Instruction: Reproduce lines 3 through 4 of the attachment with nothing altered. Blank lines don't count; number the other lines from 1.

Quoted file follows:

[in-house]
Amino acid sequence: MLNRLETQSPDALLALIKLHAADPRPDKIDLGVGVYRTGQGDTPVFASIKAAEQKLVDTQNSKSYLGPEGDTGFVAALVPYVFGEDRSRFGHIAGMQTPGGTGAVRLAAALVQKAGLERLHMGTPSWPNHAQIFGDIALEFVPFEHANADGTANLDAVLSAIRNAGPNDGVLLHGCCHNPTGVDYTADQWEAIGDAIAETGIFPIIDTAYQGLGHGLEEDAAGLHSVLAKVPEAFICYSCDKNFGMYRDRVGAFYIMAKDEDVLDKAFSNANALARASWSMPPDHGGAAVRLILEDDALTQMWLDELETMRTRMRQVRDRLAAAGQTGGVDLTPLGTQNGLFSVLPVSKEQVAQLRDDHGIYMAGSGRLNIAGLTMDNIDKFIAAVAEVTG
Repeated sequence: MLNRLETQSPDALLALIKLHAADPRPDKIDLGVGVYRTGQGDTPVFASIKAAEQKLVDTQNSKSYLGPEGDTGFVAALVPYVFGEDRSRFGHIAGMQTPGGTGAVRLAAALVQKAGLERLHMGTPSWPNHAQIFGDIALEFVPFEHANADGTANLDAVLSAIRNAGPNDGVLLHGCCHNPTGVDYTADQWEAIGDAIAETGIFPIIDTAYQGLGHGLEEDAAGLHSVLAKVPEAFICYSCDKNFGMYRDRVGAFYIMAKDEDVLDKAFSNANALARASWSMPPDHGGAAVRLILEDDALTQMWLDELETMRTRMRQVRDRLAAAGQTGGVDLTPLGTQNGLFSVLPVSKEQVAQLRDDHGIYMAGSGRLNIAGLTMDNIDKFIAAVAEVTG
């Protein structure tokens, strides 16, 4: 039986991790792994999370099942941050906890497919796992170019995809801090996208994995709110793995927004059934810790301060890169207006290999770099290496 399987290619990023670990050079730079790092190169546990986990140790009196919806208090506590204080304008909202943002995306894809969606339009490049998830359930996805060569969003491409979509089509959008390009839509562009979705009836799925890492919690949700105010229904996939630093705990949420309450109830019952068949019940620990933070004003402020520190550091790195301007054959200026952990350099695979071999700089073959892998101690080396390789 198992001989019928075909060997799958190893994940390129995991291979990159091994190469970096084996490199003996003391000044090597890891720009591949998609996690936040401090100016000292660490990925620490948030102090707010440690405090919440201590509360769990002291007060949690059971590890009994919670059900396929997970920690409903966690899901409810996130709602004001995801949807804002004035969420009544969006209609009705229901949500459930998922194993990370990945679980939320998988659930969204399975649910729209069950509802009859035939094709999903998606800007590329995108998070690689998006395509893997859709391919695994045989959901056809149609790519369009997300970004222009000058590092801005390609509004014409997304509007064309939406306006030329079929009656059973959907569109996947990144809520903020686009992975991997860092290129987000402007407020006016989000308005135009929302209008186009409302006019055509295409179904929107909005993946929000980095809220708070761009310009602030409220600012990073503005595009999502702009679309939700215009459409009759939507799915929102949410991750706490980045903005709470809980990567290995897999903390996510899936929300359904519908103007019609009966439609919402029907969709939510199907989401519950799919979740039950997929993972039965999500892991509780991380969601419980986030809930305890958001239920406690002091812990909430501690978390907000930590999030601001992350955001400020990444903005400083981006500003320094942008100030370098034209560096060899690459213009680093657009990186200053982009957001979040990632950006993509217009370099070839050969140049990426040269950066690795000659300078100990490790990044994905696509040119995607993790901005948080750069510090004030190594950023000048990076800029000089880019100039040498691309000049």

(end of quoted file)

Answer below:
Repeated sequence: MLNRLETQSPDALLALIKLHAADPRPDKIDLGVGVYRTGQGDTPVFASIKAAEQKLVDTQNSKSYLGPEGDTGFVAALVPYVFGEDRSRFGHIAGMQTPGGTGAVRLAAALVQKAGLERLHMGTPSWPNHAQIFGDIALEFVPFEHANADGTANLDAVLSAIRNAGPNDGVLLHGCCHNPTGVDYTADQWEAIGDAIAETGIFPIIDTAYQGLGHGLEEDAAGLHSVLAKVPEAFICYSCDKNFGMYRDRVGAFYIMAKDEDVLDKAFSNANALARASWSMPPDHGGAAVRLILEDDALTQMWLDELETMRTRMRQVRDRLAAAGQTGGVDLTPLGTQNGLFSVLPVSKEQVAQLRDDHGIYMAGSGRLNIAGLTMDNIDKFIAAVAEVTG
């Protein structure tokens, strides 16, 4: 039986991790792994999370099942941050906890497919796992170019995809801090996208994995709110793995927004059934810790301060890169207006290999770099290496 399987290619990023670990050079730079790092190169546990986990140790009196919806208090506590204080304008909202943002995306894809969606339009490049998830359930996805060569969003491409979509089509959008390009839509562009979705009836799925890492919690949700105010229904996939630093705990949420309450109830019952068949019940620990933070004003402020520190550091790195301007054959200026952990350099695979071999700089073959892998101690080396390789 198992001989019928075909060997799958190893994940390129995991291979990159091994190469970096084996490199003996003391000044090597890891720009591949998609996690936040401090100016000292660490990925620490948030102090707010440690405090919440201590509360769990002291007060949690059971590890009994919670059900396929997970920690409903966690899901409810996130709602004001995801949807804002004035969420009544969006209609009705229901949500459930998922194993990370990945679980939320998988659930969204399975649910729209069950509802009859035939094709999903998606800007590329995108998070690689998006395509893997859709391919695994045989959901056809149609790519369009997300970004222009000058590092801005390609509004014409997304509007064309939406306006030329079929009656059973959907569109996947990144809520903020686009992975991997860092290129987000402007407020006016989000308005135009929302209008186009409302006019055509295409179904929107909005993946929000980095809220708070761009310009602030409220600012990073503005595009999502702009679309939700215009459409009759939507799915929102949410991750706490980045903005709470809980990567290995897999903390996510899936929300359904519908103007019609009966439609919402029907969709939510199907989401519950799919979740039950997929993972039965999500892991509780991380969601419980986030809930305890958001239920406690002091812990909430501690978390907000930590999030601001992350955001400020990444903005400083981006500003320094942008100030370098034209560096060899690459213009680093657009990186200053982009957001979040990632950006993509217009370099070839050969140049990426040269950066690795000659300078100990490790990044994905696509040119995607993790901005948080750069510090004030190594950023000048990076800029000089880019100039040498691309000049």